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An estimated 150 churches closed since July
ICC Note:
Christians in a rural area of  Columbia live in fear of guerrilla militants who have banned worship services. Things have grown steadily worse since July and an estimated 150 churches have been closed since then.
12/18/2103 Columbia (Morning Star)-Christians in southern Colombia are living in constant danger from a guerrilla army that has banned worship services in rural areas under its control.
An estimated 150 churches have been forced to close since July, when the 32ndFront of the Revolutionary Armed Forces of Colombia-People’s Army (FARC-EP in Spanish) launched a repressive campaign against Roman Catholic and evangelical churches in the department (state) of Putumayo.
The FARC-EP has prohibited celebration of the Mass and Protestant worship in most small town and villages. Only congregations that have express permission from the rebel group are allowed to hold services without fear of retaliation.
Christians at greatest risk are the members of house churches and the itinerant evangelists who serve them.
“Every time my husband or another church leader leaves to go preach in the countryside, I can only ask, ‘Lord, continue to watch out for the safety of every one of them,” Jeanet Ortiz Pinto, wife of itinerant evangelist and radio speaker Angel Pinto, told Morning Star News. “My heart is saddened to see what is happening around us.”
The Pintos have pastored the Church of God in Puerto Asis, Putumayo since 1988. Angel Pinto also serves as itinerant pastor of several newly planted churches in the region.
During his 25-year ministry, Pinto has been captured five times by armed groups. Twice they told him he would be executed for violating FARC-imposed bans against preaching.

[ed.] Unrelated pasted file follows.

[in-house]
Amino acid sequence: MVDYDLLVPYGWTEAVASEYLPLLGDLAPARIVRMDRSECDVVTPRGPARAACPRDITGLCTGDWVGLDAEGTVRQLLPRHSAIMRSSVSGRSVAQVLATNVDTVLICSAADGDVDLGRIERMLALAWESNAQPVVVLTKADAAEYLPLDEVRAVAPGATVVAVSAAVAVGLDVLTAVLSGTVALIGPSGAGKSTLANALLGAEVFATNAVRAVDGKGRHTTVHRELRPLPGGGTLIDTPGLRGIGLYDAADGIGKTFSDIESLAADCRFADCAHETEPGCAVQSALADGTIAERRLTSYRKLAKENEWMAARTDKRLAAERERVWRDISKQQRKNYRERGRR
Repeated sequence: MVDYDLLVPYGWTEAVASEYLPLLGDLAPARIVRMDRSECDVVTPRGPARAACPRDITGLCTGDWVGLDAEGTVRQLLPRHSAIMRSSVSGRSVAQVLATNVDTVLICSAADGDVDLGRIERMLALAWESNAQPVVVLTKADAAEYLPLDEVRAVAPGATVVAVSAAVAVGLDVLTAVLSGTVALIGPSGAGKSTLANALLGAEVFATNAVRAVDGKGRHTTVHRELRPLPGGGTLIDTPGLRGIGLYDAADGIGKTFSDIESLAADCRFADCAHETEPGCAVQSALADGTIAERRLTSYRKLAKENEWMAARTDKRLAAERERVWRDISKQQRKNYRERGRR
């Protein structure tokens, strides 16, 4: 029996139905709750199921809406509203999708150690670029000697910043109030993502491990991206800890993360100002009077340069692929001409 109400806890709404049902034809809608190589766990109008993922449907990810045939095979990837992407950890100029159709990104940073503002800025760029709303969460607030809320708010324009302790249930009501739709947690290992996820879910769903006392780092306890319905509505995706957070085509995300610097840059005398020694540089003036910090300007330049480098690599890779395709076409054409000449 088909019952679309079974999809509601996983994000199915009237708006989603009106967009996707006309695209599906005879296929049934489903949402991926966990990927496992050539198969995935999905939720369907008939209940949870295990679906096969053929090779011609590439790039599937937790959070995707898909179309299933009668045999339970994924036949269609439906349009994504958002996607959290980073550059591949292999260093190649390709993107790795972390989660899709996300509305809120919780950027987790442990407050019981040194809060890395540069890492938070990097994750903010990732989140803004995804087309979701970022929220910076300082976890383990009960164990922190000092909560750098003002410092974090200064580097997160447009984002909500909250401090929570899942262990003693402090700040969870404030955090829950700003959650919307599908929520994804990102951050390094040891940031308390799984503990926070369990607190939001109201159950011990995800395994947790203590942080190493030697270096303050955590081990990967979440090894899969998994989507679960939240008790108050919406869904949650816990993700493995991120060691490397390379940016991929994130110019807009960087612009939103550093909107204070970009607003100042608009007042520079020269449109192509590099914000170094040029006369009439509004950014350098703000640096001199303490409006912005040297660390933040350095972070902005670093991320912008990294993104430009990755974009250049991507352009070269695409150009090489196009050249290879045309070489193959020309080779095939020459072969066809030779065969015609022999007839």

In both cases, local commanders released the pastor once they realized who he was – his congregation operates a well-known rescue ministry for war orphans.
“Some of those orphans belong to us; their parents were our comrades in arms,” they told Pinto the last time they spared him. “If we kill you, they will have nobody else to care for them.”
The FARC is known to have assassinated hundreds of evangelical church leaders over the years, including some of Pinto’s ministerial colleagues in Puerto Asis.
Guerrilla threats have driven six priests from their parishes in the Diocese of Mocoa, according to press reports.
“In the manual of coexistence issued by area FARC units, they have ordered us to close our churches, prohibited us from visiting outlying communities, or to preach – in effect, we must cease religious celebrations altogether,” Monsignor Luis Alberto Parra, bishop of Mocoa, told El Colombiano.
In the 50 years since the FARC launched its guerrilla war, 220,000 persons have lost their lives, according to a study by Colombia’s National Center for Historical Memory. Hundreds of thousands of families have been displaced by the violence, creating one of the world’s largest populations of internal refugees.
Ironically, the current aggression against Christians is happening while the Colombian government is engaged in negotiations with the FARC in Havana, Cuba, with a view to developing a comprehensive peace plan. The Colombian government tapped politicians, journalists, businessmen, and retired police and military officers to form the negotiating team, but no religious leaders.
Eneida Herrera, an evangelical and professor of Public Finance at the Autonomous University of the Americas, lamented that the church has suffered violence from armed groups yet was excluded from talks in Havana.
“Should the Havana negotiations fail to produce anything positive, we can expect an even greater wave of violence than what has occurred to date,” Herrera told Morning Star News. “The church and the local communities are the ones who will have to live with the results, whether good or bad.”
Pedro Mercado, adjunct secretary of the Episcopal Conference of the Catholic Church, reportedly said he was “very worried.”

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